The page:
Brazil could be moving towards an alignment of its transfer pricing rules with the OECD standard, as communicated in two events held in Brasília in July and December 2019 to disclose the results of a joint project of the OECD and the Brazilian Federal Revenue Service (“RFB”). During the 15-month project, the OECD and RFB evaluated differences and similarities of Brazilian transfer pricing rules and the OECD transfer pricing approach.
In December, the OECD and RFB launched a report outlining the strengths and weaknesses of the current Brazilian transfer pricing system and the amendments required to comply with international transfer pricing standards. In the events, the OECD representatives conveyed the message that the alignment was a necessary step for the accession of Brazil to the OECD
The project included a gap analysis based on five objective criteria, namely the prevention of BEPS risks, avoiding double taxation, ease of tax administration, ease of tax compliance and maintaining tax certainty.
One important topic analysed in the report is the status of the arm’s length principle in Brazil. Although the Brazilian transfer pricing legislation was originally inspired by the OECD when enacted in 1996, it has not been significantly amended since then, and the report concludes that it does not explicitly reflect the arm’s length principle. Such conclusion is mainly based on the fact that Brazilian transfer pricing methods basically rely on fixed margins regardless of the nature of the transaction, and on the absence of an actual and complete comparability analysis.
The report also identifies other gaps between Brazilian transfer pricing legislation and the OECD framework, such as: (i) Brazilian taxpayers can freely choose the applicable transfer pricing method; (ii) Brazilian transfer pricing rules do not allow the use of profit/based methods such as the transactional net margin method or the profit split method; and (iii) there are no rules specifically designed for transactions involving intangibles and financial transactions, nor rules on the allocation of profits to permanent establishments.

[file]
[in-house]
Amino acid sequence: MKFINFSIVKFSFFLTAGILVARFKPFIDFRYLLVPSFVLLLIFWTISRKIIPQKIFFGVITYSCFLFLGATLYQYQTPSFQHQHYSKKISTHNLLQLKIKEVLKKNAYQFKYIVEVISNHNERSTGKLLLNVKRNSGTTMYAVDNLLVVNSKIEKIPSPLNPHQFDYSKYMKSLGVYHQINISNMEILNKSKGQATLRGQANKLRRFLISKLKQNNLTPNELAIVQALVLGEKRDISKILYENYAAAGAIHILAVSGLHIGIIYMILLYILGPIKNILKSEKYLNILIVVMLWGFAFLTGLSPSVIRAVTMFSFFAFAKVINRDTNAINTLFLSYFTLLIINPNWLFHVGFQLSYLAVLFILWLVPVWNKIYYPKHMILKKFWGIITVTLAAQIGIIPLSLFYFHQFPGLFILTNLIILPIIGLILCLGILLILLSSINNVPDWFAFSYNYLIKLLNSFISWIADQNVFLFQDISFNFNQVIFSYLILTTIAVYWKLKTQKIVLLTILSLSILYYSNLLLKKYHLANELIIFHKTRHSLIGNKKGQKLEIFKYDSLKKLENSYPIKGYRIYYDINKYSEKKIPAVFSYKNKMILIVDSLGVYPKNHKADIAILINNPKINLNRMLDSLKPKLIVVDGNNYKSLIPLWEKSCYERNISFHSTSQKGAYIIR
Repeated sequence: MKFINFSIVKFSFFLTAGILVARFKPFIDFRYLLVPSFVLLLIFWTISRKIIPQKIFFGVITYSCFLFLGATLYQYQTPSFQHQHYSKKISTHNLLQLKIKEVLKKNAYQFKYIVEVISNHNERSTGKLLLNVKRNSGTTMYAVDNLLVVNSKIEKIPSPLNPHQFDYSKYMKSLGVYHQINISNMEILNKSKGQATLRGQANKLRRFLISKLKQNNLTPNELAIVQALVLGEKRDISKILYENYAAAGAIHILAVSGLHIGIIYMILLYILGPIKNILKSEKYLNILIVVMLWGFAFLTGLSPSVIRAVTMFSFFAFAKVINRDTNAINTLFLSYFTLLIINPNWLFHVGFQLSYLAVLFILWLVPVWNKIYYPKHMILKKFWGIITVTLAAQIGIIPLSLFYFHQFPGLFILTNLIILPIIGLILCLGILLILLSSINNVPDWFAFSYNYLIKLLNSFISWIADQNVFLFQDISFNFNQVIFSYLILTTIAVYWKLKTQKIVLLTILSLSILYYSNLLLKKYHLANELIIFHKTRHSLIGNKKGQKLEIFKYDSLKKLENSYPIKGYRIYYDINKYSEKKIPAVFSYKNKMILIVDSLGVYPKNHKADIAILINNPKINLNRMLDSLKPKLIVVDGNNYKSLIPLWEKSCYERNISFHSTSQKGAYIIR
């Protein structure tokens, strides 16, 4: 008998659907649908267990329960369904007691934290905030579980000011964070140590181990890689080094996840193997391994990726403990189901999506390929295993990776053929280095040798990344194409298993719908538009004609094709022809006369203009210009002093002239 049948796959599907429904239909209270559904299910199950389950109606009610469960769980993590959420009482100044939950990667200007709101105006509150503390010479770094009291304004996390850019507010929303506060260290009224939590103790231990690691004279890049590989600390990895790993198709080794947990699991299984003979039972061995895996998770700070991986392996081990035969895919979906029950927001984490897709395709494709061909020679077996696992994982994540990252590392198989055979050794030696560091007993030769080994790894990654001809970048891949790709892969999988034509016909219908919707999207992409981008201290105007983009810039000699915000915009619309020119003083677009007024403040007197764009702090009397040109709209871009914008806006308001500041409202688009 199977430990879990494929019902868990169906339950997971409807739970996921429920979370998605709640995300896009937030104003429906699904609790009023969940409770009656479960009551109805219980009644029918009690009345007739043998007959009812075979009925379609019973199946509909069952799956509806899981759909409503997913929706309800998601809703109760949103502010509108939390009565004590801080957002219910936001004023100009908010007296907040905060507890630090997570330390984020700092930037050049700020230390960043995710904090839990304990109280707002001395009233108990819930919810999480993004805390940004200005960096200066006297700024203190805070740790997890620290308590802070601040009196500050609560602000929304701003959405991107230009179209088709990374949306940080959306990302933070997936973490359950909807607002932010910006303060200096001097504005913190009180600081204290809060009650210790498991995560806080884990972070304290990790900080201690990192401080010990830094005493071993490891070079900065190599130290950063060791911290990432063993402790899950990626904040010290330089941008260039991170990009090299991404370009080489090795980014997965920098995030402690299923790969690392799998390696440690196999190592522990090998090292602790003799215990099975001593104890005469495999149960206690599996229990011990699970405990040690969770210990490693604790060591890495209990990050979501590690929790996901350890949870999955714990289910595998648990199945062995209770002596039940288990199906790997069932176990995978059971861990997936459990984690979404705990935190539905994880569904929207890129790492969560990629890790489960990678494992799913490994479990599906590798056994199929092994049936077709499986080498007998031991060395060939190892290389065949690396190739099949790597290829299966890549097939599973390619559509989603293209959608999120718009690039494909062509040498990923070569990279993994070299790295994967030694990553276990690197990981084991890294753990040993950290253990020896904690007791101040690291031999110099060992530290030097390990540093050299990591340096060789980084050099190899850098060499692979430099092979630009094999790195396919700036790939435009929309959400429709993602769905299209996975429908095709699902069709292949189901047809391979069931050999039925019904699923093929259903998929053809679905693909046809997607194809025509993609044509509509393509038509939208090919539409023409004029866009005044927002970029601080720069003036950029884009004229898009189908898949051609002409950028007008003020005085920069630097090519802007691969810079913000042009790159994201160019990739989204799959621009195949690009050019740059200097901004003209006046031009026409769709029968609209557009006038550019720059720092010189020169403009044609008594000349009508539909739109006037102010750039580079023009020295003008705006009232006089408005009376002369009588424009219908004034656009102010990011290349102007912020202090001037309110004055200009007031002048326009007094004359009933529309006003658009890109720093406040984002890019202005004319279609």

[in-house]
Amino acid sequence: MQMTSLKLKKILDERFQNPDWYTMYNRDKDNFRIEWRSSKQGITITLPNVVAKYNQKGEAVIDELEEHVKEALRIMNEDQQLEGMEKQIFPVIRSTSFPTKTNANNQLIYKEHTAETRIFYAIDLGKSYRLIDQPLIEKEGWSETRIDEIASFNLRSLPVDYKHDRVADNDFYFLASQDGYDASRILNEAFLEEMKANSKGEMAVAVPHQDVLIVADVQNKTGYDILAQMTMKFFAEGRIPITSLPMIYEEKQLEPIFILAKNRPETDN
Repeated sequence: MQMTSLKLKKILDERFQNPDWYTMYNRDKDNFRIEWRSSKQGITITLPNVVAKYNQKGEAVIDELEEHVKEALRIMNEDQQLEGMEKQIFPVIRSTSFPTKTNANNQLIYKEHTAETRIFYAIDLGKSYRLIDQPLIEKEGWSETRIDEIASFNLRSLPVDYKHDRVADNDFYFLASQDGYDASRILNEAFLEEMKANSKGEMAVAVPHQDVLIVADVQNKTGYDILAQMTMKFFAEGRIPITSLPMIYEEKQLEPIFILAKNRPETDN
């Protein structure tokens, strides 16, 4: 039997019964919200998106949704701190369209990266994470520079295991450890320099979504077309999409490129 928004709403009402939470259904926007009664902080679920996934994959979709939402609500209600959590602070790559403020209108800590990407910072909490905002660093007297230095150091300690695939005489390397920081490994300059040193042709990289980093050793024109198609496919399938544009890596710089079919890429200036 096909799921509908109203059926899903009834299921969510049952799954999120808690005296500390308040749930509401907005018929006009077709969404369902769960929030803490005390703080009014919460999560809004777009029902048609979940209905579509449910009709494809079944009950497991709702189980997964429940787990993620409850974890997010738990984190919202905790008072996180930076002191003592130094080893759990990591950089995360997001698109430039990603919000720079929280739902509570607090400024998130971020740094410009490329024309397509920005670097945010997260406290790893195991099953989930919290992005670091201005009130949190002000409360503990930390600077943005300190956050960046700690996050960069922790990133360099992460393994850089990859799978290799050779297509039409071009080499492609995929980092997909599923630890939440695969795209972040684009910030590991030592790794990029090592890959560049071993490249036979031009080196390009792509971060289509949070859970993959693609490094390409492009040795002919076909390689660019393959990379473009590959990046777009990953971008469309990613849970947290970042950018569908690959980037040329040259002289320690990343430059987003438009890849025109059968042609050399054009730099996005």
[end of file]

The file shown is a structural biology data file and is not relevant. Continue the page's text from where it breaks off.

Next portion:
The report also evaluates how a convergence with the OECD standard in Brazil could be reached, i.e. whether the amendments to local rules could be immediately or gradually introduced. According to the report, the gradual implementation with a progressive transition of taxpayers into the new system is the favourable option, since it would be easier for all involved parties to cope with the challenges of a transfer pricing reform in Brazil.
It is worth noting that if the transfer pricing legislation is reformed and aligned with the OECD standard, the implementation and adoption of new transfer pricing rules would be a major challenge for taxpayers and especially for the RFB, which would require professionals prepared for an analysis focused on an economic approach instead of a mathematical perspective. Taxpayers may benefit from the experience of the group companies outside Brazil who use the OECD’s transfer pricing approach. In the above-mentioned events, RFB representatives highlighted the need for training tax auditors to deal with a new transfer pricing approach, as well as having administrative Court judges prepared to analyse transfer pricing cases.
Even though the report of the OECD and the RFB does not provide a clear timeline for the alignment of Brazilian transfer pricing rules with the OECD standard, nor outlines the possible future rules, it is a big step towards a Brazilian transfer pricing reform.
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